The summer baby season patients continue to arrive at a record pace. We have reached some annual milestones this past month, like watching our young fawns finally grow big enough to be released into the larger deer field. They have more room to run and develop the muscles they need to be released back into the wild at the end of the season. There are now several large groups of ducklings that were released onto our pond. Baby raccoons are now big enough to be in the larger chain link enclosures outside to learn climbing and foraging skills – although, more baby raccoons have arrived recently, so the raccoon nursery is still in use. Baby Steller’s jays and crows moved out of the bird nursery, spent time in the flight cages, and were recently released. Everyday some species is coming and going and we are just beginning to see the next wave of baby squirrels coming out of nests and being orphaned.
As we move into August this year, we are awaiting a heat wave later this week. Like many homes and businesses in the Pacific Northwest, we don’t have air conditioning – so, we will do what we can to stay cool. Our staff, interns, and volunteers keep the fans running, and make sure our outside animals have a steady supply of fresh water. You can help the wildlife in your own backyards this week deal with the heat by putting out some fresh water for them to bathe in and drink. The safest way to do this is to use shallow pans or plant saucers, fill them with water, and place a few large rocks or stones in the base. This prevents them from being tipped over and if something small falls in, the rocks can allow the animal to crawl out so they don’t drown.
We will be saying goodbye to many of our summer interns this month. They have spent 12 weeks learning the basics of wildlife rehabilitation. We wish them all luck as they return to school or move on to pursue career opportunities. Our small staff depends on our summer interns and volunteers to help with the workload. We currently have some openings for volunteer shifts, if you are interested please read the description of responsibilities and send us an inquiry.
We will send you a questionnaire to determine if the volunteer job is a good fit. Most shifts are Monday – Friday from 8 to noon, or 10 to 2pm.
Thank you to everyone for the ongoing support of supplies from our Amazon Wishlist
, donations of fish, and of course financial contributions. We have had many mouths to feed this summer. Baby owlets (Great horned owls, Barred owls, Barn owls) eat a LOT of mice daily. Species specific formulas are purchased from a supplier for our small and large mammals. Baby birds are fed special diets depending on the species, and we have purchased tens of thousands of mealworms and countless blueberries have been cut up into smaller portions for these tiny patients.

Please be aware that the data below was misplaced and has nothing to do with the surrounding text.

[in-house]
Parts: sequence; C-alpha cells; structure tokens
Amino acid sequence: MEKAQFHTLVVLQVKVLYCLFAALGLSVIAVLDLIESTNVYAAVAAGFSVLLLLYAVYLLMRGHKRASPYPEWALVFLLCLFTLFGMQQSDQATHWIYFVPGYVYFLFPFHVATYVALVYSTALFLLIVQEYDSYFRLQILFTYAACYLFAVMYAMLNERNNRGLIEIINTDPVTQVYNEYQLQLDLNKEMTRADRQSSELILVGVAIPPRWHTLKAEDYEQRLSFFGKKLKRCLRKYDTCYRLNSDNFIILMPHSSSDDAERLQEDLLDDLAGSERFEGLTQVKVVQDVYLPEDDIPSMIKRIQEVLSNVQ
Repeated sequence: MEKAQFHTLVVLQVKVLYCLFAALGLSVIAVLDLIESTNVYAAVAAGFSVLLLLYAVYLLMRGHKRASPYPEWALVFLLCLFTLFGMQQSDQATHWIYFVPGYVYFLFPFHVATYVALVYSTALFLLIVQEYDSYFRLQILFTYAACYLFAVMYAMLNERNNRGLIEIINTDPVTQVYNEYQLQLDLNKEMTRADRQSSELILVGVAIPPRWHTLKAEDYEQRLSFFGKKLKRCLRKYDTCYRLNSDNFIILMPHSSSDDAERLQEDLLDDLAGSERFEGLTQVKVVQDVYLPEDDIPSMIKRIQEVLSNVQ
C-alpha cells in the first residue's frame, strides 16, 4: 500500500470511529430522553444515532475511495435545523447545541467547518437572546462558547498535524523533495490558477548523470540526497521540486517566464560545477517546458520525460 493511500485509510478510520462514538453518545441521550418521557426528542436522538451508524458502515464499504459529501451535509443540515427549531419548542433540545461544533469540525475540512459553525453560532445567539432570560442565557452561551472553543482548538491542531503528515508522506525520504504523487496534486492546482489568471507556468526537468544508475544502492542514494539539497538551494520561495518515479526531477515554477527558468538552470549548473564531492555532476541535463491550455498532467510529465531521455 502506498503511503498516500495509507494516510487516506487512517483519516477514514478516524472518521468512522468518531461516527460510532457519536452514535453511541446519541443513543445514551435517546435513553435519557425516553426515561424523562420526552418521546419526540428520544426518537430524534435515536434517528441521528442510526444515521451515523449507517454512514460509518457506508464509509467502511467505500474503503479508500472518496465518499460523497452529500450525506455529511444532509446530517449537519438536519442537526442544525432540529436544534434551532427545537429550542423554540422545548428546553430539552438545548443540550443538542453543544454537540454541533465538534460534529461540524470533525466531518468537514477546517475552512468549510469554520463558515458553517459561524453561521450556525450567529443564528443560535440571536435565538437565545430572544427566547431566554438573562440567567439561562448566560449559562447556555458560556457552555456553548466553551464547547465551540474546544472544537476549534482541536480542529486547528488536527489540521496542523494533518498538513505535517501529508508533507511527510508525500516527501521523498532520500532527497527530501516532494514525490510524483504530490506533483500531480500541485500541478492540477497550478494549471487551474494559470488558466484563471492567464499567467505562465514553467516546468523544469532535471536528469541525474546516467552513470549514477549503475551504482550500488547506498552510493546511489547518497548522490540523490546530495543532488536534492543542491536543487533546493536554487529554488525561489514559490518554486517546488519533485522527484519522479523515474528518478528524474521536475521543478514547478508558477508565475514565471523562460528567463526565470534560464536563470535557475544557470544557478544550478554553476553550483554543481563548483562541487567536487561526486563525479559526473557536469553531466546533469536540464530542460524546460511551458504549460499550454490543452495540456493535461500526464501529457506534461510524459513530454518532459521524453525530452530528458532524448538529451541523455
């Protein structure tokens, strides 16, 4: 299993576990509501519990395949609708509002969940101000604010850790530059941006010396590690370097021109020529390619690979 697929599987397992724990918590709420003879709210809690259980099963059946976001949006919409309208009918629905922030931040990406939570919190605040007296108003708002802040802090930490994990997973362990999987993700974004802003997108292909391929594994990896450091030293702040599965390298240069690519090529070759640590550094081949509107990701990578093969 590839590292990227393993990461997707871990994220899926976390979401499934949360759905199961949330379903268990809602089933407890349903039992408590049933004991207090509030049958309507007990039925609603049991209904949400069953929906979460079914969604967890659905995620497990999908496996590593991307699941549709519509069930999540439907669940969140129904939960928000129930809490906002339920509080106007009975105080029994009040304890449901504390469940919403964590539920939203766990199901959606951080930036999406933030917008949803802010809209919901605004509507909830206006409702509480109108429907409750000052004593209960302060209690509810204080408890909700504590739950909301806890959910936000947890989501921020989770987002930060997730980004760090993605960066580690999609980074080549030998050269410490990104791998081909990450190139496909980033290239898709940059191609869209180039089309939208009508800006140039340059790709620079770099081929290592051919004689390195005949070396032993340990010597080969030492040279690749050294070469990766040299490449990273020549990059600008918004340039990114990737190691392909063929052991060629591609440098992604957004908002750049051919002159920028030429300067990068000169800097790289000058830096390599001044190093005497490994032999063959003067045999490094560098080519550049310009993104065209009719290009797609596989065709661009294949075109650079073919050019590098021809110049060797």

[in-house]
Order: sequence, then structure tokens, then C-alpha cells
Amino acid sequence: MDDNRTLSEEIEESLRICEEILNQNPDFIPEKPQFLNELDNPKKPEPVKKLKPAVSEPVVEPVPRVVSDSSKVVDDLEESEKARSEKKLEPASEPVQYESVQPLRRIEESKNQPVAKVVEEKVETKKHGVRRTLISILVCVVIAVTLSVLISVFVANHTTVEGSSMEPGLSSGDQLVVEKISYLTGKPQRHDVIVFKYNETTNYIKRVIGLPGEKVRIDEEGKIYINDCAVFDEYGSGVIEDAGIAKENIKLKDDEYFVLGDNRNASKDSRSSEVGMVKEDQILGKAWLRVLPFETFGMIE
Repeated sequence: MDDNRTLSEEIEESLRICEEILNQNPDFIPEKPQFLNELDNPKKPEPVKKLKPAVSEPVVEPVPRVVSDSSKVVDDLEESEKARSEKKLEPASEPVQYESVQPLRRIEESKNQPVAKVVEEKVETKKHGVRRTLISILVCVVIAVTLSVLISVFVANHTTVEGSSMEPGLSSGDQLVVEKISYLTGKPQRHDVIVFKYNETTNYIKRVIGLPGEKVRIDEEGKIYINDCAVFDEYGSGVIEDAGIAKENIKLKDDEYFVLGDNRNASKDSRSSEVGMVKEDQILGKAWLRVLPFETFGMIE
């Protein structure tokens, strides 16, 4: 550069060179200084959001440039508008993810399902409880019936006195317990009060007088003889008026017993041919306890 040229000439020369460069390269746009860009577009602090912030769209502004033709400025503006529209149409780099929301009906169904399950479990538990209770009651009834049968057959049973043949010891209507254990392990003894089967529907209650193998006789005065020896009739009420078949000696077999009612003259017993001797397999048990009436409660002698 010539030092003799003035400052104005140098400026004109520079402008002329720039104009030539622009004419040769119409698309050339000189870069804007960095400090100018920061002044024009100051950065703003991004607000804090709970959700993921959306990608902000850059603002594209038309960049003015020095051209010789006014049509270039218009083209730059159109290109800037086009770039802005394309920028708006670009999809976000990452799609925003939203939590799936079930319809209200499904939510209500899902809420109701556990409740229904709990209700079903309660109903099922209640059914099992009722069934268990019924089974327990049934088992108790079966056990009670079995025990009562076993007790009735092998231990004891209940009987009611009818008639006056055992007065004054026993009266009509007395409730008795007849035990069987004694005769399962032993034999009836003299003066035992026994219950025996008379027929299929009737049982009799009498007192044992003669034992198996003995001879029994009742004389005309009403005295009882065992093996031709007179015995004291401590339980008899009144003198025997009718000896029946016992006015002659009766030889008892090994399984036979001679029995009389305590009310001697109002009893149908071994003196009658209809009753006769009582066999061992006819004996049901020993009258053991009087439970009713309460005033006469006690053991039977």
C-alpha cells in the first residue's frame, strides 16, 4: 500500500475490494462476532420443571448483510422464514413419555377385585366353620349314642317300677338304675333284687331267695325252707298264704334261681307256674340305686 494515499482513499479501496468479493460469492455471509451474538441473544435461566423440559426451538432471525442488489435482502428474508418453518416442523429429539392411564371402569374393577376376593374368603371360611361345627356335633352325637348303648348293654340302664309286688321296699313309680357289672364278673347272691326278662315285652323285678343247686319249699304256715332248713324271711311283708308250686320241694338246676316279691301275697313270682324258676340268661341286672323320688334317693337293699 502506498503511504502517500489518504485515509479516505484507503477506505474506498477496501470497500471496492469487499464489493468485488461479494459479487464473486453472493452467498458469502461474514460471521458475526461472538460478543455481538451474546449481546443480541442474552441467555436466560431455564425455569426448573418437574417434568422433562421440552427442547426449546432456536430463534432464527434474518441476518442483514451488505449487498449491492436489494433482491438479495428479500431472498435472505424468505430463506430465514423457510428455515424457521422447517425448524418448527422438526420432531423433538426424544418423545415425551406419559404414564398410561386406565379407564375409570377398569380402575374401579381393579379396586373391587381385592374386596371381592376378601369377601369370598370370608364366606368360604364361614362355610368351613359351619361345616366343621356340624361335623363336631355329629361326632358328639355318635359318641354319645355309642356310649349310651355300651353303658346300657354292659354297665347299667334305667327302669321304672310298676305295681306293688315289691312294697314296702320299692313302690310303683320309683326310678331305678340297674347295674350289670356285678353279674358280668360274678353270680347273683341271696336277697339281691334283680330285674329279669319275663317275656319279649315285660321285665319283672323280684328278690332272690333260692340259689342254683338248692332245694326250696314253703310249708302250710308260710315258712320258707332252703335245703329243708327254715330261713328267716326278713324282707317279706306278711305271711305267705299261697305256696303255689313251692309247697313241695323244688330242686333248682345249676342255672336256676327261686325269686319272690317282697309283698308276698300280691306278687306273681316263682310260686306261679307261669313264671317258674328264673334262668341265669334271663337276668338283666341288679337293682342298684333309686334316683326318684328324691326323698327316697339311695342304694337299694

If you are not currently a monthly donor, please consider becoming one today
. Even a small monthly contribution helps us meet our annual operational expenses. Wildlife Rehabilitation is a community effort and we thank you for your role in making our work possible.
Owls, eagles, and falcons, oh my...
1. Two of the five orphaned Great horned owlets recently released.
2. This young Peregrine falcon came out of the nest too early. Found on the ground in downtown Seattle, he was being handfed by people on the street. Not a good situation and he was rescued and brought to us. Turned out his sibling had been resuced the previous week under similar situations and ended up at PAWS wildlife. We transferred him there to be reunited with his sibling while efforts to return them to the nest on the top of a Seattle building were being arranged.
3. This "baby" Bald eagle, same as shown above, was rescued by our staff on July 5th. He had bruising and blood in his glottis likely from the fall. Lab results indicated he was anemic and his body condition was thin, bordering on emaciation. Here he is getting a new tail wrap, more blood tests, and a "pedicure" to clean his feet. He is doing much better now and we are hopeful he can be released once he is fully flighted.
Sleepy Eastern cottontails squish together in our incubators. Others lay flat against the bottom in direct contact with the warmth of the heated base. Check out their little feet, ears, and fluffy round bellies. Feeding these rabbits is a delicate job. They must be tube fed with special formula to prevent them from developing bloat.